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TDI Conversions Discussions on converting non TDIs into TDIS. More general items can be answered better in other sections. This is ideal for issues that don't have an overlap and are very special to swaping engines.

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Old February 10th, 2018, 20:13   #31
J.Klassen
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What exhaust manifold will you be using?
The exhaust manifold is a one off totally custom piece. I used stainless and TIG welded the whole thing. Pics to come.
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Old February 10th, 2018, 20:49   #32
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Next up, accelerator pedal time.

TDI is electronic and the truck was cable.

Bracket made to mount to existing studs.

On the firewall.

Looks like we are going to have some interference problems.

Modification time.


A little bit of 3M Panel Bond ought to do it. I work in a collision repair shop and the 3M rep told me to use this stuff if there was ever any doubts

Just to make sure though I riveted it as well.

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Old February 10th, 2018, 20:51   #33
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And installed it.
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Old February 18th, 2018, 15:03   #34
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Alright, next up was the transmission. The 4x4 ratios in these trucks are quite high so I was turning about 2700-2800 rpm at 100 km/h (60 mph). With my new found torque I could lower that. One way would be to change ring and pinion ratios, but that is pretty expensive compared to changing the ratios inside that trans. So I ordered a 4x2 input and counter gear from Midwest Transmission and proceeded to install them. This will bring me down to 2450 rpm at 100 km/h. I am on the stock tire size right now which is 29" tall. I might go up to 31" tall tires later on which would put me at about 2300 rpm.

Chucked that homie up onto the bench

And removed the t-case


Removed the back half

Then took the bell housing off (which is integrated with the front half of the case) and stuck the gear set into the vice

New input and counter gear

Sadly I had to use a smaller roller bearing than the 4x4 one

Pic of the keys that Jimbote was talking about

This spacer/shim had teeth on it that matched the old 4x4 ratio

So I removed them because they were not allowing the input and counter gear to mesh properly. I have no idea why they were there in first place. They added no extra strength and the trans still shifts just fine without them.
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Old February 18th, 2018, 15:05   #35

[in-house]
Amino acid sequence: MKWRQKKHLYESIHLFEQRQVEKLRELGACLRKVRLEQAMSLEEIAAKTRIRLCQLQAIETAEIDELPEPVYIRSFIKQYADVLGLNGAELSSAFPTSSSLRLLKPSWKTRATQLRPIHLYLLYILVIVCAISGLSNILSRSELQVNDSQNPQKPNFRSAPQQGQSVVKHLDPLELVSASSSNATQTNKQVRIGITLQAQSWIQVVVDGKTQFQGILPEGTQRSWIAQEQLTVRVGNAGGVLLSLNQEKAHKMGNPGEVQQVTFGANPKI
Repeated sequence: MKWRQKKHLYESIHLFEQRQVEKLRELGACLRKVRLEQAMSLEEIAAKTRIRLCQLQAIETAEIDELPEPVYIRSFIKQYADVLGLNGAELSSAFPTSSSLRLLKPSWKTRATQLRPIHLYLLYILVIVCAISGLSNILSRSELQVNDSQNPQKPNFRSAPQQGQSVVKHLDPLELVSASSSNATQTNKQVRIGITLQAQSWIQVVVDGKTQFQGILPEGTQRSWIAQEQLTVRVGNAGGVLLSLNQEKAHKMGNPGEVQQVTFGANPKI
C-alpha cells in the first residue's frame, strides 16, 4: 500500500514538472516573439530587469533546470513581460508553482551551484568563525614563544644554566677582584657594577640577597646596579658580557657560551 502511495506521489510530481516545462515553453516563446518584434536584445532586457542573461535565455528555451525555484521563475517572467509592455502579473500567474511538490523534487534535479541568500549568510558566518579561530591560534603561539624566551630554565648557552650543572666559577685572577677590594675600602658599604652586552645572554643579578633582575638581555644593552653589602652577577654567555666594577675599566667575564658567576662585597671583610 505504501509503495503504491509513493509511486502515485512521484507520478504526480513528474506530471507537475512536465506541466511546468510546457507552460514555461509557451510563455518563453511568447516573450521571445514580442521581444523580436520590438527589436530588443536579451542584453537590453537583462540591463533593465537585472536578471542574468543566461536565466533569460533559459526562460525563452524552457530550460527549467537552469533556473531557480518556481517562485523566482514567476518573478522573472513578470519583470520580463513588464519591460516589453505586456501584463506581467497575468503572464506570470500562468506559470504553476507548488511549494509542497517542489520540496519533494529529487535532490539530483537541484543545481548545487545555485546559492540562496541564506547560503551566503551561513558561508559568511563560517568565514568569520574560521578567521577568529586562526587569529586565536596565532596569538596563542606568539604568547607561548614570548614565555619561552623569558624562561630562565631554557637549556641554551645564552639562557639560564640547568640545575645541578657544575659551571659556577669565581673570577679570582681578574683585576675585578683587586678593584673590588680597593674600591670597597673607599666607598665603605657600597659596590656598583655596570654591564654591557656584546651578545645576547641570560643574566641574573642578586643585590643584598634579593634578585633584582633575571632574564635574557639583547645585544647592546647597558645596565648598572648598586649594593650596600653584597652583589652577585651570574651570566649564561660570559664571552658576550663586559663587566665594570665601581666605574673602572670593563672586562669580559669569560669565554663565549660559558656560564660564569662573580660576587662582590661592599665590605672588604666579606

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New gears and bearing installed

Front back on with new seals

And all buttoned up and ready to go back into the truck.
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Old February 20th, 2018, 05:04   #36
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The little thin gear is an anti backlash gear... You don't see them very often in transmissions but you do see them used quite a bit in cam gears... I like the body panel adhesive idea, been hearing about it for a few years and would really like to try it out
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Last edited by jimbote; February 20th, 2018 at 07:46.
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Old February 25th, 2018, 14:36   #37
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The little thin gear is an anti backlash gear... You don't see them very often in transmissions but you do see them used quite a bit in cam gears... I like the body panel adhesive idea, been hearing about it for a few years and would really like to try it out
Oh good, I am glad I kept it. I had seen some pics of this trans on the web where somebody pulled it apart and it was missing. Though they reported not having any shifting problems.

Yah that 3m panel bond is some pretty crazy stuff. Its kind of expensive though and you need a special gun to squeeze it out. It is two part and the gun has two plungers that are different sizes. Also has a 24 hour cure time at room temp but only one hour if you put a heat light on it.
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Old February 25th, 2018, 15:13   #38
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Alright, I know this is a little backwards but I started the exhaust from the back of the truck. I had these tips left over from a project on my g35 so hey, can't let them go to waste right!

Tacked up and ready for welding.

The exhaust will be 2.5" straight pipe with a couple of large straight through resonator/mufflers that I also had left over from the g35 project.

And here is how far I got before needing to have my trans and engine in place.

Gauges arrived! These are factory match 4th gen dodge gauges but I used them anyway cause they looked nice.

Time to make a custom pillar pod.
Step 1 remove original a-pillar trim to make new part off of.

Step 2 Add raised area for gauge wires to go.

Step 3 Cover with tin foil.

Step 4 Layer on fiberglass.

Step 5 Trim and add cardboard tubes that luckily fit the gauges perfectly.